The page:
Underrepresentation in Oncology: Identifying and Addressing Structural Barriers

Oncologist. 2021 Apr 1. doi: 10.1002/onco.13771. Online ahead of print.

Abstract

Underrepresentation of minority groups in the oncology physician workforce is a pressing issue which may contribute to disparities in cancer research, clinical care, and patient outcomes. To address this, we highlight the role of medical culture and institutions in perpetuating a range of barriers that lead to the persistent underrepresentation of minority medical trainees and physicians. These barriers include an exclusionary medical culture, bias in measures of merit, financial barriers to medical subspecialty training, under-recognition of achievement, and poor representation and satisfaction among underrepresented faculty. Furthermore, we suggest a more intentional approach to diversity which values both recruitment of underrepresented undergraduates and early medical students as well as retention of internal medicine trainees, hematology-oncology fellows, and faculty. To counteract deeply embedded structural racism which hampers diversity efforts, this multi-faceted approach will require cultural transformation of our medical institutions at all levels, including increased institutional transparency, mandatory evidence-based bias training, acknowledgement of varied achievements, changes in recruitment practices, and reinvigoration of pipeline development programs with a focus on financial support. Taken in combination, programs should recognize the scope of deterrents to representation and develop program-specific longitudinal interventions to promote more successful diversity initiatives within the field of oncology. IMPLICATIONS FOR PRACTICE: The medical profession recognizes the value of physician workforce diversity in improving the quality of both medical education and patient care. In return, medical schools and training programs invest in recruitment programs focused on candidates who are underrepresented in medicine (UiM). In the field of oncology, where stark racial and ethnic disparities in care and health outcomes are well-defined, measures of minority physician representation remain especially stagnant. Here we clearly define the barriers that limit the effectiveness of such programs as well as provide recommendations to achieve the necessary workforce diversity in oncology.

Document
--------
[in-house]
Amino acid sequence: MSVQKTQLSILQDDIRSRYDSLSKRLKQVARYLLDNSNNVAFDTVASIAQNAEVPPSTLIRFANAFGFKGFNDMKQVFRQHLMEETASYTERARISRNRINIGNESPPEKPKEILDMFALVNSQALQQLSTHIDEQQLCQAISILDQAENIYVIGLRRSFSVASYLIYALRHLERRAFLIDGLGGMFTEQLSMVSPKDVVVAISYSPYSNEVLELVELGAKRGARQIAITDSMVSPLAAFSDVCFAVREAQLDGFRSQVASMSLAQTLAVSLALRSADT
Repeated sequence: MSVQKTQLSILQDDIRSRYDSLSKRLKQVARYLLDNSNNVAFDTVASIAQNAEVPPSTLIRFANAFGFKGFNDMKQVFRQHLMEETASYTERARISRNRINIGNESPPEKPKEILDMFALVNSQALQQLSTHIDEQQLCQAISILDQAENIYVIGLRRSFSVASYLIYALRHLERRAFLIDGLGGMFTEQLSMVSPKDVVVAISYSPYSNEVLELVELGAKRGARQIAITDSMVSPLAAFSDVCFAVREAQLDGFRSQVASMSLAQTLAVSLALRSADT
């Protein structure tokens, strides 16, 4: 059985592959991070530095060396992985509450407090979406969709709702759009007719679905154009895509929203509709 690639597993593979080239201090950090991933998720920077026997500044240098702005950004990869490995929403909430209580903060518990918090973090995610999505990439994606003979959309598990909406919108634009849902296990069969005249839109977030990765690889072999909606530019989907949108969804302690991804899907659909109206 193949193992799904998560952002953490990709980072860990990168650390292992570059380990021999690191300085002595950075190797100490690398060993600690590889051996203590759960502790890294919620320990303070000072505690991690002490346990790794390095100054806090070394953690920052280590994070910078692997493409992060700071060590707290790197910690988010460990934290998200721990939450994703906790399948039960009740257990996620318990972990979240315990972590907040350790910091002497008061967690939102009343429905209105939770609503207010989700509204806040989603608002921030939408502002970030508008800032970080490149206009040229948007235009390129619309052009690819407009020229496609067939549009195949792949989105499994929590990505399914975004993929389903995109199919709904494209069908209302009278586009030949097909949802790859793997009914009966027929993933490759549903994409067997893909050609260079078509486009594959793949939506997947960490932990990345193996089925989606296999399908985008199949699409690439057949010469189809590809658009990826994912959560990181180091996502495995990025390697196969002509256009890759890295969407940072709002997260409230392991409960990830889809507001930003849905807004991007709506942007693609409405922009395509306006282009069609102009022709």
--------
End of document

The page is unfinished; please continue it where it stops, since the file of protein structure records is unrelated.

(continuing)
Publication types

  • Review